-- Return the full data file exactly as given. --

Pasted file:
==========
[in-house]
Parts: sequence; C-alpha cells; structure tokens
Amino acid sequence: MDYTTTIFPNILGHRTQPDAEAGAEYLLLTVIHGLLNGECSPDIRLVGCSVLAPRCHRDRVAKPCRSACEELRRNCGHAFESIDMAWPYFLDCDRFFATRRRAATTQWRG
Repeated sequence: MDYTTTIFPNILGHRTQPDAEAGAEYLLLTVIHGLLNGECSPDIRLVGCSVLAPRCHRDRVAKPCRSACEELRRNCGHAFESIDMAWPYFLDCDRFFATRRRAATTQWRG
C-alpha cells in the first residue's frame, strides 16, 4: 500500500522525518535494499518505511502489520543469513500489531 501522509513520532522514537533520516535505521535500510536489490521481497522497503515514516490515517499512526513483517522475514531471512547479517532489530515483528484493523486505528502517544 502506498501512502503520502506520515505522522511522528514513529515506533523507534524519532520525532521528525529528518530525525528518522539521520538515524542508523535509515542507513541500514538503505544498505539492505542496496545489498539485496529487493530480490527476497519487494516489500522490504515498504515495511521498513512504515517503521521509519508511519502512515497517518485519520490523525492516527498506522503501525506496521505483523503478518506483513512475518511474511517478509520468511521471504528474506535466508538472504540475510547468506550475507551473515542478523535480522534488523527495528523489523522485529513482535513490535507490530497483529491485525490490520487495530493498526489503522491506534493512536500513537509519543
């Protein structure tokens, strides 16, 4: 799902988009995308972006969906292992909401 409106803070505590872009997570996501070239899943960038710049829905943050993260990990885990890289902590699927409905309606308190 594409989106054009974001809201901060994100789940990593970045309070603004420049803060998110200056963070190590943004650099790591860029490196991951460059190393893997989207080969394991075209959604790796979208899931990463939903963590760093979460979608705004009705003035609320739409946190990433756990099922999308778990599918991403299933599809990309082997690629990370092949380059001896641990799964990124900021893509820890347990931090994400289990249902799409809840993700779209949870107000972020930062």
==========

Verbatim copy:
[in-house]
Parts: sequence; C-alpha cells; structure tokens
Amino acid sequence: MDYTTTIFPNILGHRTQPDAEAGAEYLLLTVIHGLLNGECSPDIRLVGCSVLAPRCHRDRVAKPCRSACEELRRNCGHAFESIDMAWPYFLDCDRFFATRRRAATTQWRG
Repeated sequence: MDYTTTIFPNILGHRTQPDAEAGAEYLLLTVIHGLLNGECSPDIRLVGCSVLAPRCHRDRVAKPCRSACEELRRNCGHAFESIDMAWPYFLDCDRFFATRRRAATTQWRG
C-alpha cells in the first residue's frame, strides 16, 4: 500500500522525518535494499518505511502489520543469513500489531 501522509513520532522514537533520516535505521535500510536489490521481497522497503515514516490515517499512526513483517522475514531471512547479517532489530515483528484493523486505528502517544 502506498501512502503520502506520515505522522511522528514513529515506533523507534524519532520525532521528525529528518530525525528518522539521520538515524542508523535509515542507513541500514538503505544498505539492505542496496545489498539485496529487493530480490527476497519487494516489500522490504515498504515495511521498513512504515517503521521509519508511519502512515497517518485519520490523525492516527498506522503501525506496521505483523503478518506483513512475518511474511517478509520468511521471504528474506535466508538472504540475510547468506550475507551473515542478523535480522534488523527495528523489523522485529513482535513490535507490530497483529491485525490490520487495530493498526489503522491506534493512536500513537509519543
């Protein structure tokens, strides 16, 4: 799902988009995308972006969906292992909401 409106803070505590872009997570996501070239899943960038710049829905943050993260990990885990890289902590699927409905309606308190 594409989106054009974001809201901060994100789940990593970045309070603004420049803060998110200056963070190590943004650099790591860029490196991951460059190393893997989207080969394991075209959604790796979208899931990463939903963590760093979460979608705004009705003035609320739409946190990433756990099922999308778990599918991403299933599809990309082997690629990370092949380059001896641990799964990124900021893509820890347990931090994400289990249902799409809840993700779209949870107000972020930062």